About Stepping Up


Typically, options for solving problems facing the food, water or energy sectors are devised in isolation; possibilities for meeting energy needs are explored whilst overlooking the implications for water demand, and visions for land-use change ignore the knock-on effects for agriculture. This siloed decision-making fails to accommodate the interconnections between food, energy and water systems, or to explore the potential benefits and trade-offs of policy and management options. Yet overuse of land, high levels of emissions, increasing inequality, unhealthy diets, more frequent extreme weather events and other challenges threaten the security of resources and place pressure on the economy. Moreover, with targets to mitigate the impacts of climate change elevating uncertainty over how resilient our food, water and energy systems are, stakeholders from industry, government, and civil society, are looking for support and help to make 'good' decisions.


In practice there exist real examples in the UK where these three systems are integrated, where management operates at the 'nexus' of Water-Energy-Food (WEF) systems. STEPPING UP identifies four niche innovations focusing on reducing and repurposing of waste; anaerobic digestion, the use of insect proteins for animal feed or human consumption, the technical recovery of value of waste, and the diversion of surplus food from waste streams to people’s plates. Such examples present possible seeds of transformation, niche examples of forms of integrated management that current socio-environmental challenges necessitate.


Stepping Up identifies four niche innovations, potential seeds of transformation in the agri-food system with complementary benefits for the water, energy, food nexus.


Examples of these case studies may be found at various scales – from household, community and small business to local authorities, catchments and large corporations, and provide new opportunities, new business models and new ways of doing things. But the impacts of such innovations in the context of the WEF nexus are not well understood and there remain complex questions that need answering. What makes such case studies a success? Can they be scaled up, either to function on a larger scale, or to proliferate in their current form? If so, what are the conditions on which scaling up depends, the processes that might enable this to happen, and the barriers that might be faced?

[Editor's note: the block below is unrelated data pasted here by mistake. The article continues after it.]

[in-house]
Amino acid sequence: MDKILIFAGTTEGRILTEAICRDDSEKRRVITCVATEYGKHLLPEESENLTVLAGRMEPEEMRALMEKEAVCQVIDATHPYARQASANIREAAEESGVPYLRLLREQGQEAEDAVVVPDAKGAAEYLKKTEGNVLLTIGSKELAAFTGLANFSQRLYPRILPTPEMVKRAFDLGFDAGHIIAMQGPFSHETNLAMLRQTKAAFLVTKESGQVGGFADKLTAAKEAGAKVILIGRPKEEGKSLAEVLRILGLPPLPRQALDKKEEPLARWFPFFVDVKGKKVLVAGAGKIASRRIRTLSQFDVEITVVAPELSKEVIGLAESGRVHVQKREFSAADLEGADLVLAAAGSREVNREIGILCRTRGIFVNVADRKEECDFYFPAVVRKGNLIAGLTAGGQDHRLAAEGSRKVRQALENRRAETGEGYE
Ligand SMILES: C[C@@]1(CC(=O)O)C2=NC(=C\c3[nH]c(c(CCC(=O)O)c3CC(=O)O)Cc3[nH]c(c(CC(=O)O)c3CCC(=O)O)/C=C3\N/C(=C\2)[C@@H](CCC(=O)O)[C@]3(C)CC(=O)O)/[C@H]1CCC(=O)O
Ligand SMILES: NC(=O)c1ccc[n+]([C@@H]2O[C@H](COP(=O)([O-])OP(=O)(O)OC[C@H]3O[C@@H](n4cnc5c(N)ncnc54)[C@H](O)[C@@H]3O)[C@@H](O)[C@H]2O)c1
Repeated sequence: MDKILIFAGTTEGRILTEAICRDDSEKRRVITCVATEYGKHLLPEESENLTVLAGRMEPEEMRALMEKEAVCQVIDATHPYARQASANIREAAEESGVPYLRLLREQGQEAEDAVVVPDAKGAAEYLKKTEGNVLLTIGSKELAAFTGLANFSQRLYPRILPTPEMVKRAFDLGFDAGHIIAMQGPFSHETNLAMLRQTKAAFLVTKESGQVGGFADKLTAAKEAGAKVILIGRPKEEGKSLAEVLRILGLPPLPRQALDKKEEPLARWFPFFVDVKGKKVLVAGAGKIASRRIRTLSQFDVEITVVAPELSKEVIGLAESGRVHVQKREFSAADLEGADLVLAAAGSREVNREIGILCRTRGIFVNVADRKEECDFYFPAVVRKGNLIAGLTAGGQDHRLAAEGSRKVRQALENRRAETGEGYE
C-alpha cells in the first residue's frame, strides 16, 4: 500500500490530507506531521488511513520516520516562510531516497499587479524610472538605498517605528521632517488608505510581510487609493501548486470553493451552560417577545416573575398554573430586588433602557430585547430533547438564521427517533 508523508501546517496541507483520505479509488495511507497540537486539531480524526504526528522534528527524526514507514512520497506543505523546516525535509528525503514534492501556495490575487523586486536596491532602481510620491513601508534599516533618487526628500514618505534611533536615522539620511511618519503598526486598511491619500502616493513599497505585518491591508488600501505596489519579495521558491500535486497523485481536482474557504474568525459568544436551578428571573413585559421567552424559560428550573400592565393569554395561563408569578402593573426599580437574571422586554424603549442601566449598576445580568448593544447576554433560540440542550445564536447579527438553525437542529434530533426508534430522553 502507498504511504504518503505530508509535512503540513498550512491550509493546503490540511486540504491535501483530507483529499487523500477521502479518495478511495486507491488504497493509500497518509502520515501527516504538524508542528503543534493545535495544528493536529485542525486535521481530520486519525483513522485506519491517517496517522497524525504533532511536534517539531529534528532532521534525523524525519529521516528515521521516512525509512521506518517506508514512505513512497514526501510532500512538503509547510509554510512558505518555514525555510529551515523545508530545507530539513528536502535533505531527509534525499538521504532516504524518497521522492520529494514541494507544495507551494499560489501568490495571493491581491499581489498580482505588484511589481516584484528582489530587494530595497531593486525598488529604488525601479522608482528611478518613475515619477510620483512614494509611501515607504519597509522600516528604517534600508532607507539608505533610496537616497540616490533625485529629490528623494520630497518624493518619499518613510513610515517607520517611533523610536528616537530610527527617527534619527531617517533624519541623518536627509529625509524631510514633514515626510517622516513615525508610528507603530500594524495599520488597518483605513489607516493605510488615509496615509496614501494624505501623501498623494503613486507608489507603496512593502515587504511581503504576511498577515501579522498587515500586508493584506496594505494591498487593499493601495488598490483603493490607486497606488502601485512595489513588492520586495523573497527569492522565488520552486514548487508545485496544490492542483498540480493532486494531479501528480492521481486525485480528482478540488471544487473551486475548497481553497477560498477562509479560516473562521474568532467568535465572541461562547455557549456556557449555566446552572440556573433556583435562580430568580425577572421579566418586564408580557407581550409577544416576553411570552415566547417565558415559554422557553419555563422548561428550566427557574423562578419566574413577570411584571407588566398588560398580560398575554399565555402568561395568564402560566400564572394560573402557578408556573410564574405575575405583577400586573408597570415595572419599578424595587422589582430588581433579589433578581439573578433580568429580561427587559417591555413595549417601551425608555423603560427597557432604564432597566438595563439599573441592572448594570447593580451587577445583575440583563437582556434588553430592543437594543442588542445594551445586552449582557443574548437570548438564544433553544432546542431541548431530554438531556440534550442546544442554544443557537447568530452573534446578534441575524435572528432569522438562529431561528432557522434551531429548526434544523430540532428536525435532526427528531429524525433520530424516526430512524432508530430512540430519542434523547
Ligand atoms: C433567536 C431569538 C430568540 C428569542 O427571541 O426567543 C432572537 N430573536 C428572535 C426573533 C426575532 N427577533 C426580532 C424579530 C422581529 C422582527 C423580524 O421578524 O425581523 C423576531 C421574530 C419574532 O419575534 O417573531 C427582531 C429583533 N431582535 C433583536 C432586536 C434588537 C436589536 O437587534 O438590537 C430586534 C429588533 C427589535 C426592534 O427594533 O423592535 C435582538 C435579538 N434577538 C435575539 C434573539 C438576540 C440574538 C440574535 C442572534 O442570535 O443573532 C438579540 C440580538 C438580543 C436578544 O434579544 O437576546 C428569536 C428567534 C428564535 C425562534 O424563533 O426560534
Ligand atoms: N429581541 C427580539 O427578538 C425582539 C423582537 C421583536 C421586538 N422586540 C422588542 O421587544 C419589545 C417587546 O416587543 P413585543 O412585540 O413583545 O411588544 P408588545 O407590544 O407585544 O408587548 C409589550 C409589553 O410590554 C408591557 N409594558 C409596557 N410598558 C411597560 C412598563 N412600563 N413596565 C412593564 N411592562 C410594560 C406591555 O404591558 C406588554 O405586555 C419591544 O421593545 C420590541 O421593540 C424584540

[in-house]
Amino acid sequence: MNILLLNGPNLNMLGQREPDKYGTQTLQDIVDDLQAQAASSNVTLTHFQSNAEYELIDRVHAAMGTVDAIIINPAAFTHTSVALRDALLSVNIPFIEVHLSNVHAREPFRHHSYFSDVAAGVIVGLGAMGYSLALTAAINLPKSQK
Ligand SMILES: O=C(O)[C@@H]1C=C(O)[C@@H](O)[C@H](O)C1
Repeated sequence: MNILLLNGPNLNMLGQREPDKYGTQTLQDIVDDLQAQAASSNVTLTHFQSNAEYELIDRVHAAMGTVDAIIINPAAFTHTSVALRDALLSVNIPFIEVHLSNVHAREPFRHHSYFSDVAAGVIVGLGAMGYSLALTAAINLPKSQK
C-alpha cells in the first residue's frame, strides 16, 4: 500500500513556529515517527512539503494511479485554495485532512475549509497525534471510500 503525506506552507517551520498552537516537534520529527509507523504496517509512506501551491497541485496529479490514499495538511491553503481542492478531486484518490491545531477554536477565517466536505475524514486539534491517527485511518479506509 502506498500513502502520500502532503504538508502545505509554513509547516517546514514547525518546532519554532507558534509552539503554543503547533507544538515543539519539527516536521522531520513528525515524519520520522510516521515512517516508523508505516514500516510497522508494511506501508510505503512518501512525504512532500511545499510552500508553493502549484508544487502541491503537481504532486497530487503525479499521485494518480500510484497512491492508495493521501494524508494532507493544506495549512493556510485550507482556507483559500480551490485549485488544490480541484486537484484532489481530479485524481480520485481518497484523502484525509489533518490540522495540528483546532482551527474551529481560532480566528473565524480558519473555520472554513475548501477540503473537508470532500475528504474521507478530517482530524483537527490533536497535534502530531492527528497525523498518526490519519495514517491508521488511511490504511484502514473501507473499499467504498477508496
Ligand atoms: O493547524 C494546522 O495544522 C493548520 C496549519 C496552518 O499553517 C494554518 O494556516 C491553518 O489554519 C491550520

Bringing together an interdisciplinary team with expertise across water, food and energy nexus, the STEPPING UP project looks to improve our understanding of both positive and negative impacts of scaling up these innovations across nexus dimensions. Stepping Up uses a mixed quantitative and qualitative approach to understand the conditions surrounding four case studies and their developments from niche to mainstream operations. We are engaging with stakeholders throughout the project to develop insights into the drivers, motivations, enablers, and constraints experienced by specific innovations. These discussions will lead to an understanding of both the requirements for innovation fostering and growth, and the limits by elucidating the ‘rules’ that govern the behaviour of different actors.